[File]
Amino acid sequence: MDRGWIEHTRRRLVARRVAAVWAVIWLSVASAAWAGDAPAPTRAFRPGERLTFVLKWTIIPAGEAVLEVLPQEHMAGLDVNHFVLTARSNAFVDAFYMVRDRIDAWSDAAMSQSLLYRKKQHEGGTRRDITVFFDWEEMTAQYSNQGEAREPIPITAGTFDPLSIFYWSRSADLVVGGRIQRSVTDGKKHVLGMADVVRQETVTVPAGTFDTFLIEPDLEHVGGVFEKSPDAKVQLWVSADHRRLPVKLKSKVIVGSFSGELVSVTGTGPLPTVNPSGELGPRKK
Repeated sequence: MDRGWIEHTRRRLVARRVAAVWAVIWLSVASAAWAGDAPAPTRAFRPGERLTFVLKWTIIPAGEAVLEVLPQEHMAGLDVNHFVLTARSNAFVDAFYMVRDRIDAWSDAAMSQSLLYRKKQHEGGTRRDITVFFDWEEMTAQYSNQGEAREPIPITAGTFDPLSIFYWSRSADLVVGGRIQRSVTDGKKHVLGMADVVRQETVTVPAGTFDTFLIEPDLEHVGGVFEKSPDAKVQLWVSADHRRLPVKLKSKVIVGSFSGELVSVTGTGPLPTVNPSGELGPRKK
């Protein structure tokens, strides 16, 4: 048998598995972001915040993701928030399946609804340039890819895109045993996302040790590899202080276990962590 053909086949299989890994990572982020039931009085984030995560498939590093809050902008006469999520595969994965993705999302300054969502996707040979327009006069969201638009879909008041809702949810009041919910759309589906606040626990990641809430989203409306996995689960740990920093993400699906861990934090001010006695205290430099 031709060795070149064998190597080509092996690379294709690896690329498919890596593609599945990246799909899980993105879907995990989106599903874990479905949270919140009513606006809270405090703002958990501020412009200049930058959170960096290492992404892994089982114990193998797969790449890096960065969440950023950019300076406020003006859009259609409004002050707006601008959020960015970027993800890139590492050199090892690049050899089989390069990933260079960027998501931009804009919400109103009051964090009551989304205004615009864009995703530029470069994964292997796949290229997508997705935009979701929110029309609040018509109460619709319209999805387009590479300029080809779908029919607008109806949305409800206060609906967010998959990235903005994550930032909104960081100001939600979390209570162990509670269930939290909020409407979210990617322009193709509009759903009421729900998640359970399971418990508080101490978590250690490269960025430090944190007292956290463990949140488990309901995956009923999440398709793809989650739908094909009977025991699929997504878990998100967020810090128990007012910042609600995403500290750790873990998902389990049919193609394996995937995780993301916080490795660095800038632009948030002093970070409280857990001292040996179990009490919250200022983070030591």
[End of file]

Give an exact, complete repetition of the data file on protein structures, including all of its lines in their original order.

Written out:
Amino acid sequence: MDRGWIEHTRRRLVARRVAAVWAVIWLSVASAAWAGDAPAPTRAFRPGERLTFVLKWTIIPAGEAVLEVLPQEHMAGLDVNHFVLTARSNAFVDAFYMVRDRIDAWSDAAMSQSLLYRKKQHEGGTRRDITVFFDWEEMTAQYSNQGEAREPIPITAGTFDPLSIFYWSRSADLVVGGRIQRSVTDGKKHVLGMADVVRQETVTVPAGTFDTFLIEPDLEHVGGVFEKSPDAKVQLWVSADHRRLPVKLKSKVIVGSFSGELVSVTGTGPLPTVNPSGELGPRKK
Repeated sequence: MDRGWIEHTRRRLVARRVAAVWAVIWLSVASAAWAGDAPAPTRAFRPGERLTFVLKWTIIPAGEAVLEVLPQEHMAGLDVNHFVLTARSNAFVDAFYMVRDRIDAWSDAAMSQSLLYRKKQHEGGTRRDITVFFDWEEMTAQYSNQGEAREPIPITAGTFDPLSIFYWSRSADLVVGGRIQRSVTDGKKHVLGMADVVRQETVTVPAGTFDTFLIEPDLEHVGGVFEKSPDAKVQLWVSADHRRLPVKLKSKVIVGSFSGELVSVTGTGPLPTVNPSGELGPRKK
């Protein structure tokens, strides 16, 4: 048998598995972001915040993701928030399946609804340039890819895109045993996302040790590899202080276990962590 053909086949299989890994990572982020039931009085984030995560498939590093809050902008006469999520595969994965993705999302300054969502996707040979327009006069969201638009879909008041809702949810009041919910759309589906606040626990990641809430989203409306996995689960740990920093993400699906861990934090001010006695205290430099 031709060795070149064998190597080509092996690379294709690896690329498919890596593609599945990246799909899980993105879907995990989106599903874990479905949270919140009513606006809270405090703002958990501020412009200049930058959170960096290492992404892994089982114990193998797969790449890096960065969440950023950019300076406020003006859009259609409004002050707006601008959020960015970027993800890139590492050199090892690049050899089989390069990933260079960027998501931009804009919400109103009051964090009551989304205004615009864009995703530029470069994964292997796949290229997508997705935009979701929110029309609040018509109460619709319209999805387009590479300029080809779908029919607008109806949305409800206060609906967010998959990235903005994550930032909104960081100001939600979390209570162990509670269930939290909020409407979210990617322009193709509009759903009421729900998640359970399971418990508080101490978590250690490269960025430090944190007292956290463990949140488990309901995956009923999440398709793809989650739908094909009977025991699929997504878990998100967020810090128990007012910042609600995403500290750790873990998902389990049919193609394996995937995780993301916080490795660095800038632009948030002093970070409280857990001292040996179990009490919250200022983070030591």